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    Mussolini first used the word "axis" when announcing that he signed a "treaty of friendship" with Nazi Germany in Nov 1, 1936, he boasted that Europe would revolve around the Berlin-Rome axis. This document is probably what your link refers to as a formal alliance, but I can't find any source for any official document signed between the two countries at that time. My guess is what Mussolini referred to wasn't exactly formal but the groundwork for the Anti-Comintern Pact, and Japan was part of the negotiations from early on. – yannis Jan 21 '13 at 1:44
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You shouldn't give too much credit to the idea of a coherent Nazi ideology.

One commenter put it: there was no substantial racial theory that would be official in Germany except "Jews are bad" and "Russians are natural slaves" because they are "Slavs" (the words coincide in German)

This is correct. Moreover, Hitler's confused racialism didn't seem to bend any more to expediency than it did to internal consistency. As other commenters noted, Hitler in his unwisdom considered both Chinese and Japanese to be valid races, despite the fact they were at war and he had to pick a side. Contrariwise, he said that the Indians deserved no better than British domination, despite the clear opportunity of using them to undermine the allies.

From Japan's perspective, the Germans were a means to an end. A faction which wanted to attack the Soviets was derided as 'Hitler's office boys', and defeated by the 'southern' faction which argued for an invasion of China. Japan's performance against the Soviets in border clashes had been quite poor.

To Japan, the worst thing about Britain, France and America was that they were nearby. The best thing about Germany was that they were far away.

That being said, Germany and Japan shared intelligence and cooperated to the extent possible. I remember reading on Wikipedia about an incident involving an Italian submarine that arrived in Japanese held waters after the defection of Victor Emmanuel. The crew were out of radio contact and had no idea of the cleavage between the King and Mussolini.

When they arrived, the Japanese hauled them out and made them declare either for the co-belligerent Kingdom of Italy under the control of the Allies, or the Republic of Salo declared by Mussolini. Those that declared for the king were made POWs. That they did something like this suggests they had at least some commitment to the Axis. The path of least resistance would have been just to confiscate the sub and escort all the crew out of the country.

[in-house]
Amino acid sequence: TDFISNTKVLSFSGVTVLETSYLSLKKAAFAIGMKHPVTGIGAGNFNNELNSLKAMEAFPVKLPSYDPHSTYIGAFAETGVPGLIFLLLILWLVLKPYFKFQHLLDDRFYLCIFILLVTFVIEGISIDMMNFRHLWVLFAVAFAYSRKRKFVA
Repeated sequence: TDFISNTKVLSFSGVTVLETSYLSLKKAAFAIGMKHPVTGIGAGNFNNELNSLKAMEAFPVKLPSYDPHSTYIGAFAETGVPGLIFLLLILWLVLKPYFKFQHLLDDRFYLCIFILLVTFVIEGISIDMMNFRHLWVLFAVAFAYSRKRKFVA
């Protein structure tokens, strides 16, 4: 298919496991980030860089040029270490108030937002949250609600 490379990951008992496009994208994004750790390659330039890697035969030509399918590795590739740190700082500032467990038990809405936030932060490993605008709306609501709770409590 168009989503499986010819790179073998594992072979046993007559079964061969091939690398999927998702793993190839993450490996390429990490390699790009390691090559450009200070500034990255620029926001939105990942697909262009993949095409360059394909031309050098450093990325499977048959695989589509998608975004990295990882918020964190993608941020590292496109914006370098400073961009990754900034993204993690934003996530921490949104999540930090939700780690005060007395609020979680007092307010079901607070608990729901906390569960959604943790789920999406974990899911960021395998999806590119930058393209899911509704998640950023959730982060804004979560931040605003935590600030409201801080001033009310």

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As for why the Japanese did not attack the Soviet Union when Germany did, possibly the Japanese were wondering why Germany couldn't have attacked the Soviet Union in 1939 when it would have been useful to Japan. (See Soviet-Japanese Border conflicts .) Japan as it turns out had just signed a Neutrality Pact with the Soviet Union in April 1941, to defuse the tension that had been a result of their 1939 border war, so they could focus on the Pacific. It wasn't in their strategic interest to do an about-face at that point.

The basic problem is that Germany couldn't credibly offer to partition the Soviet Union with Japan, since all the goodies (the wheat field of Ukraine and the oil deposits in Azerbaijan, not to mention the access to Persia) would have fallen in the German half. Japan on the other hand needed to secure oil by taking what is now Malaysia and Indonesia. Attacking the Soviet Union would have been a distraction they couldn't afford.

  • Some preliminary research may had help this answer... – Greg Apr 6 at 20:52
  • I did. It's not easy to insert links from my phone. – C Monsour Apr 6 at 21:50
  • On the other hand, I'm sure you could have proofread your grammar. – C Monsour Apr 6 at 21:51
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    If you do some research, you may have realized that Japan didn't declare war on the Soviet Union in 1938-39, hardly even acknowledged these conflicts, so expecting another country to do so to "help" would be kind of bizarre. But +1 point because you have a nice grammar. Also, you may want to check what was the motivation of Japan fighting with SU / Russia in the first place (hint: it wasn't Ukraine or oil) and the internal conflicts between Imperial Army and Navy. – Greg Apr 7 at 15:15
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    You said the Japanese weren't interested in occupying eastern areas of the USSR, but that isn't quite true. Twenty years previously, they used the Russian Civil War as an excuse to occupy Vladivostok & other parts of Siberia & sent 70,000 (!) troops to accomplish this task. They weren't finally dislodged from Siberia until 1925. Prior to 1939 Hokushin-ron, the army-backed 'northern road' doctrine of attacking the USSR, was taken seriously. It was discredited by the army's defeats in border wars & lost out to the navy-backed Nanshin-ron, or 'southern road' policy of attacking China. – Ne Mo Apr 7 at 18:06